2nd May 2005

Text and photos by Peter Mann


St Denis’ is to be saved – our original story on SCDC coming to the rescue.

The Church of St Denis, East Hatley is a Grade II* listed building. It was probably built in 1217 – the majority of the surviving fabric in the nave is from the 14th century.

In 1874 William Butterfield, the notable 19th century architect, carried out substantial restoration work, renewing the roof and floor, replacing box pews with a more inclusive arrangement for all worshippers, moving the pulpit, installing heating, redesigning and enlarging the chancel and adding a vestry.

He used the original medieval roof timbers as the supports for the floor – they are still there, albeit now under the new floor laid in 2018, but visible when the inspection hatches in the nave are lifted.

The church was last used for worship in 1959 and, in order to prevent its demolition by the Diocese, ownership was conveyed by the Church Commissioners to South Cambridgeshire District Council on 15th October 1985.

The churchyard, which remains open for burials, is a County Wildlife Site and a designated Local Nature Reserve; regular tidy-ups to keep it in good shape.

In a terrible state

St Denis' church East Hatley, Cambridgeshire – in 2002 before the ivy was removed. Practically everything on the inside had been ripped out – there was no glass in the windows and the whole building was in great danger of collapse.

St Denis’ church in 2002 when the whole building was in great danger of collapse.

By 2002, high winds and overgrowth of ivy had caused significant damage to the roof and walls of the church, such that some parts of the structure were deemed unsafe. Practically everything on the inside had been ripped out – there was no glass in the windows and the whole building was in great danger of collapse.

In early 2003, SCDC appointed E Bowman and Sons to remove the ivy in order to survey the building. This enabled the Council to commission the architects Purcell Miller Tritton to inspect the building. Their report, received in November 2003, did not paint a happy picture.

At this point, the Council was ‘minded’ to let the building fall into complete disrepair. It was referred to SCDC’s Scrutiny Committee and on 11th March 2004 I was able to put the case for saving St Denis’ on the very straightforward basis it was a listed building – and as the local authority with powers to ensure owners of listed buildings keep them in good repair, SCDC was hardly setting a good example. Item four in the Scrutiny Committee’s minutes summarises my discussion.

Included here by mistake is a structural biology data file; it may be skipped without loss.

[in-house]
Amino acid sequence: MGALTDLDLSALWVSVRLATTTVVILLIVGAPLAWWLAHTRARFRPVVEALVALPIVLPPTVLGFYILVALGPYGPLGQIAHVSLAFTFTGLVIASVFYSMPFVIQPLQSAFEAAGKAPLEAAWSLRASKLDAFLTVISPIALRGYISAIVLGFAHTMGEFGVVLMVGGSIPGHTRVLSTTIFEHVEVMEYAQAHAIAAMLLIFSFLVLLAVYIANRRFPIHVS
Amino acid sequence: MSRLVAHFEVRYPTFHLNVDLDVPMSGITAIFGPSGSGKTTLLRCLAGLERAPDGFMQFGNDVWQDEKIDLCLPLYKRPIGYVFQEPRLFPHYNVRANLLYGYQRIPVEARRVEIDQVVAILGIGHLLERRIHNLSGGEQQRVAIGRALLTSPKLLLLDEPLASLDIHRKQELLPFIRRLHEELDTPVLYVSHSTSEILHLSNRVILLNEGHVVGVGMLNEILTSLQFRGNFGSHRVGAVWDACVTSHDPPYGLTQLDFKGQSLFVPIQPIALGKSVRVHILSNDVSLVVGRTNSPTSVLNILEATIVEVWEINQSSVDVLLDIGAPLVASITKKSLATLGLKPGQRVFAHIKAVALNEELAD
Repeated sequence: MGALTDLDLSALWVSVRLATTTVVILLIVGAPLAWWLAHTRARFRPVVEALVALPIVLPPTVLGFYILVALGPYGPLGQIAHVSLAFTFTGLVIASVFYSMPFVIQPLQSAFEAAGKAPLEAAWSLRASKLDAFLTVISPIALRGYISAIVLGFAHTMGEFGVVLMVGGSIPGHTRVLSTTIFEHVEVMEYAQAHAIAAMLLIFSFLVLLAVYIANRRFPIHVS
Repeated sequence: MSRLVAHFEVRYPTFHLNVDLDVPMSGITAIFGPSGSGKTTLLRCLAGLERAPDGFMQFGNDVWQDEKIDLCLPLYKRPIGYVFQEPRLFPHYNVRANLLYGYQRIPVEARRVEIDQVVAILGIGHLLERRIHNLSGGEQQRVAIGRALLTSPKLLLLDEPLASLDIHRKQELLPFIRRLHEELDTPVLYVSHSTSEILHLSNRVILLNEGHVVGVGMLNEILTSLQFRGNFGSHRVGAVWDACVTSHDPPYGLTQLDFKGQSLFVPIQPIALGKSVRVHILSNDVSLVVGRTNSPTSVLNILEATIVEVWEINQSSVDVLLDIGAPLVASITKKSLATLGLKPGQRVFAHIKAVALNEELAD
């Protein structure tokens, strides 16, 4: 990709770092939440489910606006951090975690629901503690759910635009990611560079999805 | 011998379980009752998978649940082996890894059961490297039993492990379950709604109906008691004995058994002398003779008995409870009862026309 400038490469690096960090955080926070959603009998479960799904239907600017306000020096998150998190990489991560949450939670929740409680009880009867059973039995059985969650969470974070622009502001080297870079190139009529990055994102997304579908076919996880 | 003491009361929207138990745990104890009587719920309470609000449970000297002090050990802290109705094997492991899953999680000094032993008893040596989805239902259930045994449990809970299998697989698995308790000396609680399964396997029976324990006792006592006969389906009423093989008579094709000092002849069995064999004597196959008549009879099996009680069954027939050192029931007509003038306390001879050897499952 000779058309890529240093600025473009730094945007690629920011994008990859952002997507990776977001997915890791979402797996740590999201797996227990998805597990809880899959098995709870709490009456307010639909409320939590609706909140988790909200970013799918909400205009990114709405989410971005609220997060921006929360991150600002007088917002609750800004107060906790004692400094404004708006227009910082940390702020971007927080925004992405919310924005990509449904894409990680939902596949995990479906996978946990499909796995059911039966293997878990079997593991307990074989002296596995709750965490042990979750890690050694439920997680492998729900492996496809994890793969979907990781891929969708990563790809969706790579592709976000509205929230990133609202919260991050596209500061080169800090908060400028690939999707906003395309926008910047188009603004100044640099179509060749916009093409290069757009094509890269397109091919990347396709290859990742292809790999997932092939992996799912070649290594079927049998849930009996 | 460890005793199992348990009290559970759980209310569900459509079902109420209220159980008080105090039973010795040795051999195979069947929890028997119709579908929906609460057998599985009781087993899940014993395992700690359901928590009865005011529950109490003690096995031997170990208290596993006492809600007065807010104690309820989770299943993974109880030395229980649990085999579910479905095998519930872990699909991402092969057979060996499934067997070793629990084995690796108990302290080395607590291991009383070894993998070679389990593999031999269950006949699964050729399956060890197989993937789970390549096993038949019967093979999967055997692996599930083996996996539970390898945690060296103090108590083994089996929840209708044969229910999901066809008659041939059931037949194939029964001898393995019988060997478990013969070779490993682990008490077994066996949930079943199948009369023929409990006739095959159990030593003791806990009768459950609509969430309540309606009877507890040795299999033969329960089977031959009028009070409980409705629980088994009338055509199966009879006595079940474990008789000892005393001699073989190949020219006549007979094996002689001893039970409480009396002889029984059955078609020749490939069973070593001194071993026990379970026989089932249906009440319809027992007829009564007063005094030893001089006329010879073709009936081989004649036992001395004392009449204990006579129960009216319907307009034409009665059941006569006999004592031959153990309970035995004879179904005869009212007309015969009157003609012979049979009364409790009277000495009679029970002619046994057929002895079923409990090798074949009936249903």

At risk

St Denis' church East Hatley, Cambridgeshire – in February 2003 after all the ivy had been removed and showing what a terrible state it was in.

St Denis’, February 2003 after the ivy had been removed showing what a terrible state it was in.

Severe damage was found to part of the external walls with the gable ends unstable and in danger of collapse. The roof tiles were insecure, while the removal of the ivy had affected the integrity of both the roof and the walls, leaving many of the tiles loose and much of the flint stone facing in a decayed condition.

In June 2004 the church was placed on the Heritage at Risk register for Grade I and II* buildings, maintained by Historic England – it was removed from the register in 2015 (hooray!).

At a meeting on 9 June 2005, the SCDC Cabinet accepted the recommendation of its Conservation Advisory Group that a tender of £151,000 for the church to be made safe with a clay tile roof be accepted, rather than an alternative tender for £110,000 for it to be repaired with a corrugated iron roof – which Hatley Parish Council, encouraged by a public meeting, was wholly against.

The Cabinet authorised the work to be funded by grant support from English Heritage (£61,000), Hatley Parish Council (£2,000 conditional on the roof being tiled rather than covered in iron sheets) and SCDC’s Historic Buildings Conservation Fund.

Much scaffolding

St Denis' church East Hatley, Cambridgeshire – in February 2003 after all the ivy had been removed and showing what a terrible state it was in.

Fortunately, St Denis’ was only this bad.

Haymills Conservation was appointed in July 2005 to repair the damaged stonework, undertake repairs to the roof timbers and re-tile the roof.  Work began on 1 August 2005 – soon the church was surrounded by scaffolding and the tiles removed.

By October 2005, the stonework was substantially complete and timber repairs were undertaken.  Haymills finished its work in January 2006, leaving St Denis’ as a ‘safe shell’ with its roof re-tiled and timbers and stonework repaired thanks to the care, hard work and professionalism of Haymills’ expert craftsmen.

Credit for getting the restoration of the building to happen must go to Nick Grimshaw, SCDC’s Conservation Manager at the time, who championed our cause most admirably, and, of course to the cabinet members of SCDC for reaching what must have been a difficult decision in the financial climate for the council in 2005.

But what now?

St Denis' church East Hatley, Cambridgeshire - the west end - 2nd October 2011. The church, which dates from 1217, is owned by The Friends of Friendless Churches. It was substantially restored in 1874 by William Butterfield, the noted 19th century architect, and last used for worship in 1959. It was deconsecrated in 1985, although the churchyard is still consecrated (and owned by the diocese).